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TheCarConnection.com has driven the 2010 Kia Forte, then researched reviews from other respected sources to bring you the most complete assessment possible. Here you'll find firsthand observations from the experienced TheCarConnection.com editors along with other reviewers, plus a comparison of the Forte to other affordable small sedans.
Kia has renamed its core small-sedan model the Forte to signal a new beginning for the brand in this segment, and it only takes a glance at the new model to understand why. It’s a really good-looking car. While the Spectra that preceded the Forte certainly wasn’t a bad car, its anonymous styling didn’t win many friends and its feature set was far from exciting.
Like the fashionable 2010 Soul, the 2010 Kia Forte merits a new trip to the Kia dealership and perhaps a new look at Kia, which is quickly shedding its reputation for dowdy vehicles. The Forte has many of the elements of much more expensive cars, yet it’s still one of the least expensive small sedans.
Thank Kia’s new design studio in California for creating such a clean, assertive, and attractive look for the 2010 Forte. With smooth, clean sheetmetal and an uncluttered look in front and in back, the new Forte doesn’t go over the top and it’s likely to age well; even more to the point, the trim proportions are just right. The svelte Forte doesn’t have any awkward angles, and a nice wide stance from the front and back somehow matches the flowing, elegant roofline. Inside, the look is simple, with a smoother, more organic version of the teardrop center stack used in the Forte; the look is no-nonsense yet surprisingly upscale.
Forte shoppers have a choice of two different engines: a 156-horsepower, 2.0-liter four-cylinder in LX and EX models or a 173-hp, 2.4-liter four in the sportier SX. 2010 Kia Forte LX and EX models have a standard five-speed manual and optional four-speed automatic, while SX models get a six-speed manual or five-speed automatic.
The 2010 Kia Forte delivers a lot more driving satisfaction (and sophistication) than most value-minded buyers will expect. Both engines deliver more than adequate acceleration, and they function just fine with the automatics as they both are happiest in the mid-rev ranges. Kia expects acceleration to 60 mph to be in the low eight-second range for the SX. The standard hydraulic power steering responds well, outward visibility is good, and the ride is firm but absorbent—a nice compromise for daily driving. There’s not a lot of nosedive in hard braking, and the four-wheel discs stop the Forte confidently. Automatic Fortes include a manumatic shift mode that actually locks in a gear; unlike other systems, it won’t force a downshift if you floor it.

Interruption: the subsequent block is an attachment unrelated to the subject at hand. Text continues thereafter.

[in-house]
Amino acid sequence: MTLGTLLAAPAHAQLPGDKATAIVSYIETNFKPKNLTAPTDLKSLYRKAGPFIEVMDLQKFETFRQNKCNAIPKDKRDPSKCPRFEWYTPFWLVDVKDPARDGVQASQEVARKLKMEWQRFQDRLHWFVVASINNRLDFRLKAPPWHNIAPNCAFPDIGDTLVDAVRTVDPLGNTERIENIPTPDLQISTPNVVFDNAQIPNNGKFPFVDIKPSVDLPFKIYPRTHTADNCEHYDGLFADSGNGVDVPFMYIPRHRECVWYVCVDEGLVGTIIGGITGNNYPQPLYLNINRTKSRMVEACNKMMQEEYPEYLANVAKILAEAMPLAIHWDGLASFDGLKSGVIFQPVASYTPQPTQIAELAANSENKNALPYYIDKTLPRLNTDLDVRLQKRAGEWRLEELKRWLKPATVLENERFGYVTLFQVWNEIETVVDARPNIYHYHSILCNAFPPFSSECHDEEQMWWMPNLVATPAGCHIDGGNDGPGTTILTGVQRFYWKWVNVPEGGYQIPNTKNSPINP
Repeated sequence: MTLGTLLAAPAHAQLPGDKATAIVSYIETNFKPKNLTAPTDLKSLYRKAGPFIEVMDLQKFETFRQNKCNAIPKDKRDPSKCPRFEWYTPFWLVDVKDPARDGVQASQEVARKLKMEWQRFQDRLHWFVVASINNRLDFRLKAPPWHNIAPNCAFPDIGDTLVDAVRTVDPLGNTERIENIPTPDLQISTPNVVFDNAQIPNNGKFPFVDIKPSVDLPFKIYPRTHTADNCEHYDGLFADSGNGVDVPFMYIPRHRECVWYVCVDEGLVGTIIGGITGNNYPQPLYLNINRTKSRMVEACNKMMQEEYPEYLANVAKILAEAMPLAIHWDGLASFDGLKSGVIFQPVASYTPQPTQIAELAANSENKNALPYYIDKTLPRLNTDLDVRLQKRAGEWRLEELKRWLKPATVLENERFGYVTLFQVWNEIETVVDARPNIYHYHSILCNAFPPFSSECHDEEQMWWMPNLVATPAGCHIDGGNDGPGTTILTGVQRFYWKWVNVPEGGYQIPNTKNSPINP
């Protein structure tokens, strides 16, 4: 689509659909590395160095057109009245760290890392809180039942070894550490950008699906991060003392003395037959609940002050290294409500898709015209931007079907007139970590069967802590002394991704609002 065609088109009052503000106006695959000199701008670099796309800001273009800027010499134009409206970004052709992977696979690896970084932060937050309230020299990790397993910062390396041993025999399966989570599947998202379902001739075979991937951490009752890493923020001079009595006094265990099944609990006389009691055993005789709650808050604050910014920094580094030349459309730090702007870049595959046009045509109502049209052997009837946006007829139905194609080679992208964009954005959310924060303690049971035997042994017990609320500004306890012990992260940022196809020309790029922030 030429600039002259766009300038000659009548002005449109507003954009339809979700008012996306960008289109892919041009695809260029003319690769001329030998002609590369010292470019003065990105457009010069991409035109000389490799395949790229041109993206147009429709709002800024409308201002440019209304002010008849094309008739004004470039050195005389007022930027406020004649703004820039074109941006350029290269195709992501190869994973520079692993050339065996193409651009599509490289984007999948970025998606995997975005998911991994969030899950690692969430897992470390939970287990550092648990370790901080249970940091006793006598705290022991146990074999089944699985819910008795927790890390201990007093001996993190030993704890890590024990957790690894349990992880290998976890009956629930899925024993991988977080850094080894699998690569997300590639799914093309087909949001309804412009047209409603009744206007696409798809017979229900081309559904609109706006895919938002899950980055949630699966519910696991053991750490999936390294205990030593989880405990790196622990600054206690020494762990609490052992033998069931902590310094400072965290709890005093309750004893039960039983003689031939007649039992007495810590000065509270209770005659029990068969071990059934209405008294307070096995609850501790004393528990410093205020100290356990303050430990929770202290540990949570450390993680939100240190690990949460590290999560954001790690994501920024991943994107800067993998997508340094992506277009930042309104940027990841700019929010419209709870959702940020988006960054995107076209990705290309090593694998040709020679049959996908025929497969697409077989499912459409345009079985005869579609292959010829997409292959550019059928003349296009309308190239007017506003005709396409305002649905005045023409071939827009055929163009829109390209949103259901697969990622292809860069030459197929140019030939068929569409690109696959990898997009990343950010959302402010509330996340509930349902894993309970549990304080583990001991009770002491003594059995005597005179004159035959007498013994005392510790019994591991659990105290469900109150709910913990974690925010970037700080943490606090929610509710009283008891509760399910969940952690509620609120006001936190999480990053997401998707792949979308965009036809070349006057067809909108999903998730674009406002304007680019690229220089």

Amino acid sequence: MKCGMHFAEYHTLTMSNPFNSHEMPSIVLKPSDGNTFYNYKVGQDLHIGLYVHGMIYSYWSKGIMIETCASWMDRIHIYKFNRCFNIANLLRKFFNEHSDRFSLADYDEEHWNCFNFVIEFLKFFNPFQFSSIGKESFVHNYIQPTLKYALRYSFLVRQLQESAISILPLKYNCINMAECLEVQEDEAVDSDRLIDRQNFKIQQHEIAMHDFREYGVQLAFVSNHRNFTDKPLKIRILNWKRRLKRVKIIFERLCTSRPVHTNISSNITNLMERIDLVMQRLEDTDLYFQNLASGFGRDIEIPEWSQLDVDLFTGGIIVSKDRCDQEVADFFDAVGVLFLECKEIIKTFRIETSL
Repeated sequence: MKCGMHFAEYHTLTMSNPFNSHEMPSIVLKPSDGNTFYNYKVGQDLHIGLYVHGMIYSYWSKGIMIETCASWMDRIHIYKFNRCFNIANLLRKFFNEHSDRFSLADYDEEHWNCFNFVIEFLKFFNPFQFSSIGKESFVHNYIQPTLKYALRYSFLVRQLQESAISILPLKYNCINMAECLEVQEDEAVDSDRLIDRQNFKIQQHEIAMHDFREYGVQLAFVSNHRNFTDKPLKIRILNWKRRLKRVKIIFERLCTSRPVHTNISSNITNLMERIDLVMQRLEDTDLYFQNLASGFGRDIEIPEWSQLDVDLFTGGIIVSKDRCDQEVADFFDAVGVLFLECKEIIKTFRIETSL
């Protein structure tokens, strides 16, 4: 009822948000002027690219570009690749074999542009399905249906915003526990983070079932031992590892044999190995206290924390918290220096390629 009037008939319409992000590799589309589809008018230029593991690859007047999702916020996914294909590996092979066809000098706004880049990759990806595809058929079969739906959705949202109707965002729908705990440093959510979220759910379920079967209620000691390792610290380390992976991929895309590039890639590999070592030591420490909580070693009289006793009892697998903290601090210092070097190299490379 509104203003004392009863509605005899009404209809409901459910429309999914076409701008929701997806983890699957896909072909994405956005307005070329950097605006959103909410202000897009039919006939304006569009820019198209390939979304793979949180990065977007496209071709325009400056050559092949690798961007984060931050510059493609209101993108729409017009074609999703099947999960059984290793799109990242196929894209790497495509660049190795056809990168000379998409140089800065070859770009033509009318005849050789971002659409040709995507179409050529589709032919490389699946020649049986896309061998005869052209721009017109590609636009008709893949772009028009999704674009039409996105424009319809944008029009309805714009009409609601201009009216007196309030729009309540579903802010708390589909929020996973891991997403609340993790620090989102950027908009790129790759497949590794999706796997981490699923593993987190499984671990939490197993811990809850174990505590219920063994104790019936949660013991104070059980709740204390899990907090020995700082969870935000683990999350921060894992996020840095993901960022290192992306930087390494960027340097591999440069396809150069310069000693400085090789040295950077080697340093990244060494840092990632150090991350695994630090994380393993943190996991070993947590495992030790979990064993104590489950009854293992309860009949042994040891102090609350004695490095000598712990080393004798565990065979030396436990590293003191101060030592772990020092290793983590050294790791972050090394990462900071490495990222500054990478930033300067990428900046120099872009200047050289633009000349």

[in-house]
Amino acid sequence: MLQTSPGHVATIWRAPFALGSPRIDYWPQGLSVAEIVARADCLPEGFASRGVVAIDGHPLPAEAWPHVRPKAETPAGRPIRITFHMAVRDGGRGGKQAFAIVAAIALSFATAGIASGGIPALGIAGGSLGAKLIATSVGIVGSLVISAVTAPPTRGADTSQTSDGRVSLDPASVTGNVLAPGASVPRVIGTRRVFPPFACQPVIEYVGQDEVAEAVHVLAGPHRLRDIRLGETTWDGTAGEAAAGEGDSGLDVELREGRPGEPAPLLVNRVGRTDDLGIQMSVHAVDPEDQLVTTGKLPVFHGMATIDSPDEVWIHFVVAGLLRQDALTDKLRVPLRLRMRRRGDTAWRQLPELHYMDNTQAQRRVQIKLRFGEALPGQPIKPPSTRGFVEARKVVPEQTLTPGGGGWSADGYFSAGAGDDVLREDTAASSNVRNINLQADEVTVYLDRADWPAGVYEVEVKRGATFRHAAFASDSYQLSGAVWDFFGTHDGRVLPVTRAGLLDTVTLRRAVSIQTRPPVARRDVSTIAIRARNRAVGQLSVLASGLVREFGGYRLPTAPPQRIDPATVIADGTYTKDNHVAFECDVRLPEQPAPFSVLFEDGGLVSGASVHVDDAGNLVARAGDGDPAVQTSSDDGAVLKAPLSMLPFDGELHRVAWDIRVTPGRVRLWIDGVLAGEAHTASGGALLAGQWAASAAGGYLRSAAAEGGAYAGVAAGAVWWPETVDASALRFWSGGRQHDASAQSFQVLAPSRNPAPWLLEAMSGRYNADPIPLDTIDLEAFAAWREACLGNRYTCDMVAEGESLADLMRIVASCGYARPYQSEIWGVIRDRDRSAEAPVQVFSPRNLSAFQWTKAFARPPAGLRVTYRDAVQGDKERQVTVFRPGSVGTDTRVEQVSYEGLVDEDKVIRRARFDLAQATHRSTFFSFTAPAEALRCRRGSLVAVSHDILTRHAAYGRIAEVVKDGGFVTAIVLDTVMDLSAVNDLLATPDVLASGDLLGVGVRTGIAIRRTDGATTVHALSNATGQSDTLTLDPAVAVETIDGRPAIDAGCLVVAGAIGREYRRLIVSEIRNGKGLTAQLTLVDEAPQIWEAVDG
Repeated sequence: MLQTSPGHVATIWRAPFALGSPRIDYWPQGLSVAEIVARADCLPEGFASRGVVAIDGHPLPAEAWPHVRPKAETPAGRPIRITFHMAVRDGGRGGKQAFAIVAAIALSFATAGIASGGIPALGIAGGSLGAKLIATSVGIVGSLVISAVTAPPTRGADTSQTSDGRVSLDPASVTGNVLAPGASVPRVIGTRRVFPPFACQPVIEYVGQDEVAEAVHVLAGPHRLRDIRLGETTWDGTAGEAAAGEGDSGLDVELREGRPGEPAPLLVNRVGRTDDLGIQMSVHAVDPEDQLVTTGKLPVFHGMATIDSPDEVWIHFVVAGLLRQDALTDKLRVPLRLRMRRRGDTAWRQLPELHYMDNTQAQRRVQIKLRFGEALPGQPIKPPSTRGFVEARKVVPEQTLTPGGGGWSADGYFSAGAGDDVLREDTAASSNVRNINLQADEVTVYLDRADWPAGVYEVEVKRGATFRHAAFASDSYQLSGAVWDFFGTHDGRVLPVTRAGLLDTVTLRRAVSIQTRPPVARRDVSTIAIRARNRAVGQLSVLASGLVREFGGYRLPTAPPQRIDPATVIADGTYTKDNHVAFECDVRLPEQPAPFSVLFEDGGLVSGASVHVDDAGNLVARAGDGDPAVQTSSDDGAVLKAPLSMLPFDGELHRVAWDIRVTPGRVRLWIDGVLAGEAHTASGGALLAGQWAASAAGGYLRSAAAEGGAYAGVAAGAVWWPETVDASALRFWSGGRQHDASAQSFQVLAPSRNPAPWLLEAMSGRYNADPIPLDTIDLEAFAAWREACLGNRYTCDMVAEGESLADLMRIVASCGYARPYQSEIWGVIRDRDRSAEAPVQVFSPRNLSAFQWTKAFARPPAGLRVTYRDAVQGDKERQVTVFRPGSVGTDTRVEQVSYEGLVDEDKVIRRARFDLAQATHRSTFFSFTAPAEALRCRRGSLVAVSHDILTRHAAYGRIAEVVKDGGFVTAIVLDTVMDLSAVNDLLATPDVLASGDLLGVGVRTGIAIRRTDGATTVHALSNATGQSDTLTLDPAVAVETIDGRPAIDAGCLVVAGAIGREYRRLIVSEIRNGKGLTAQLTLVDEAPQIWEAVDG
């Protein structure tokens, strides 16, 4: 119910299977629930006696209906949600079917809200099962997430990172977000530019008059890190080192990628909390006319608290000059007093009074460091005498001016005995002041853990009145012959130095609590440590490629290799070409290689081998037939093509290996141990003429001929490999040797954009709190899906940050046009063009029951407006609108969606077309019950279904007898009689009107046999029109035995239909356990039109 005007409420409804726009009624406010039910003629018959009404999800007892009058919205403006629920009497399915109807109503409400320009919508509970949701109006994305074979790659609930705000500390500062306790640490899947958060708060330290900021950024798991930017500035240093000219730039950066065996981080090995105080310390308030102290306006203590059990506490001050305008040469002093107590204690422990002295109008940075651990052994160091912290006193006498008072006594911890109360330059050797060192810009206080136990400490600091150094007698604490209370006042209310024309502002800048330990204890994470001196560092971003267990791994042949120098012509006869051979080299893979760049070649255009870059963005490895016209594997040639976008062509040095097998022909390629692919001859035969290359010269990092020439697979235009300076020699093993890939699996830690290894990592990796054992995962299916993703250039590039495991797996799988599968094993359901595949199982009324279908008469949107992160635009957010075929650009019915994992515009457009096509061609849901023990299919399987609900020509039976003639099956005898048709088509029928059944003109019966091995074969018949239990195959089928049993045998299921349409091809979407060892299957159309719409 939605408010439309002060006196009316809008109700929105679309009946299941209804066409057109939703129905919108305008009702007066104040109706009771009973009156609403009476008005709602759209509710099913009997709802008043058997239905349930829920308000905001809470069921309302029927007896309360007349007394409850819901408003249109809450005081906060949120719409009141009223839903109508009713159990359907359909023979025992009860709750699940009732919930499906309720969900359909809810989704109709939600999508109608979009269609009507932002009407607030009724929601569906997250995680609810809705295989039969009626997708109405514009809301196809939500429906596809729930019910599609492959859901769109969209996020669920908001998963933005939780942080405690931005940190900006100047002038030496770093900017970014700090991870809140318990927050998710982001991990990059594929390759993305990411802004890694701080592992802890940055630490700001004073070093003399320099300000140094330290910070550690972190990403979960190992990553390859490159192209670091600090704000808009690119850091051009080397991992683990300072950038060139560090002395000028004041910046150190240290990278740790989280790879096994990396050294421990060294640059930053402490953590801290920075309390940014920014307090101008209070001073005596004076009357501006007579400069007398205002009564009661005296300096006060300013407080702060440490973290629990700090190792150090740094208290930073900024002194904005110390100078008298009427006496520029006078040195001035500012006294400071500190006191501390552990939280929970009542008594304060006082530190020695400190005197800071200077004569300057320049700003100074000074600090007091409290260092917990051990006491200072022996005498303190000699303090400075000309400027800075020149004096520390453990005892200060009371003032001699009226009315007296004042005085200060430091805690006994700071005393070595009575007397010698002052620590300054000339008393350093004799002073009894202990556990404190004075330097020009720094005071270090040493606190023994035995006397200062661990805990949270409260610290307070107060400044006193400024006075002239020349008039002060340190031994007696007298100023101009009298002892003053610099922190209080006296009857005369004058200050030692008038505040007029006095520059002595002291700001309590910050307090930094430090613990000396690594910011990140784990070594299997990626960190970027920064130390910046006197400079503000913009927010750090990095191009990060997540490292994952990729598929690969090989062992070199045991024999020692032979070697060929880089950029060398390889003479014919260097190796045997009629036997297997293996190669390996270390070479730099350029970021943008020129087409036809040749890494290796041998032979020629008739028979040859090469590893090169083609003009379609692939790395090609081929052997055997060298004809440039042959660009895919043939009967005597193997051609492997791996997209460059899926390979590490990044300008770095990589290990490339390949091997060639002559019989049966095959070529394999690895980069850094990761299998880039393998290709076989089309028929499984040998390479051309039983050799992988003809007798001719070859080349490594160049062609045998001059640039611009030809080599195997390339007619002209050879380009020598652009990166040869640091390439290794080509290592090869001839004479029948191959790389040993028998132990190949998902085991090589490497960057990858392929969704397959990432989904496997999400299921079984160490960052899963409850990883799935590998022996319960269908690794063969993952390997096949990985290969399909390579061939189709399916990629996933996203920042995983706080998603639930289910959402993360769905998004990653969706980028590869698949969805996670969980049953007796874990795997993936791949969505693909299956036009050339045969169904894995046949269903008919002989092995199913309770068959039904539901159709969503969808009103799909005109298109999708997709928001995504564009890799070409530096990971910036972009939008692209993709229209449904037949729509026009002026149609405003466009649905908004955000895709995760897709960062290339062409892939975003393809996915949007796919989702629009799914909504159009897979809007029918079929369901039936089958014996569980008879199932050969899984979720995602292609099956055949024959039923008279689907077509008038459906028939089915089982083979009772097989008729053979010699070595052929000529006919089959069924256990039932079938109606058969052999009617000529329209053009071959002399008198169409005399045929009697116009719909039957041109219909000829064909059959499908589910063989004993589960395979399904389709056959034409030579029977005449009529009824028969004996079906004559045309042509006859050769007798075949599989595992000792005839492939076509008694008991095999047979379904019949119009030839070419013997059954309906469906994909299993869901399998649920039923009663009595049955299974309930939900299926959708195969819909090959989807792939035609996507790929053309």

While there’s a lot to love in the package, we found a few small issues. The standard hydraulic steering in the 2010 Kia Forte is quite stiff at low speeds but light at higher speeds—the opposite of what we wanted—and both engines can get a little thrashy at the top of their range. But honestly, that’s the case with most of its rivals. We actually recommend the automatic with the Forte, as it works well with the engine, and clutch-throttle coordination on manual cars was frustrating.
The EX Fuel Economy Package keeps the 2.0-liter engine but upgrades to a five-speed automatic, and includes electric power steering, a smart alternator system, low-rolling-resistance silica tires, and some minor aerodynamic enhancements. And, surprisingly, it’s the Forte that we like best; we think the weighting of the electric power steering is better, with a little more feel of the road, and boosts more while parking and less at speed. None of the other changes affect ride or handling noticeably, yet the package ups fuel economy ratings to 27 mpg city, 36 highway.
The rather tall roof and wider body works wonders for passenger space in the Forte. Front seats aren’t generously proportioned, but there’s adequate headroom even with the sunroof for this 6’6” driver, with lots of legroom, and the backseat has plenty of space for two adults, three in a pinch—though legroom is limited. The trunk is huge. Overall, Kia has done a great job damping the noise and vibration that usually accompanies the cheapest small cars, and even over the coarsest road surfaces the cabin boom isn’t excessive. Seat materials are unremarkable, and while there’s definitely some hard plastic around the cabin, we couldn’t find any ragged edges.
All safety features are standard across the entire 2010 Kia Forte line; that includes dual seat-mounted side airbags, full-length side curtain airbags, front active headrests, anti-lock brakes with brake assist, and electronic stability control.
All 2010 Kia Forte models get Bluetooth, Sirius Satellite Radio, and an auxiliary input jack for the audio system, plus steering wheel controls and voice activation. The EX model adds air conditioning and power accessories, while the SX adds fog lamps, plus upgraded upholstery and trim. The SX model is the “image leader” of the lineup; in addition to those details and the stronger engine, it gets a sport-tuned suspension, larger brakes, and showy 17-inch alloy wheels.
Other options on the 2010 Kia Forte are limited to a power sunroof, leather seat packages (heated in front), and a Convenience Package that adds A/C and other upgrades to the LX.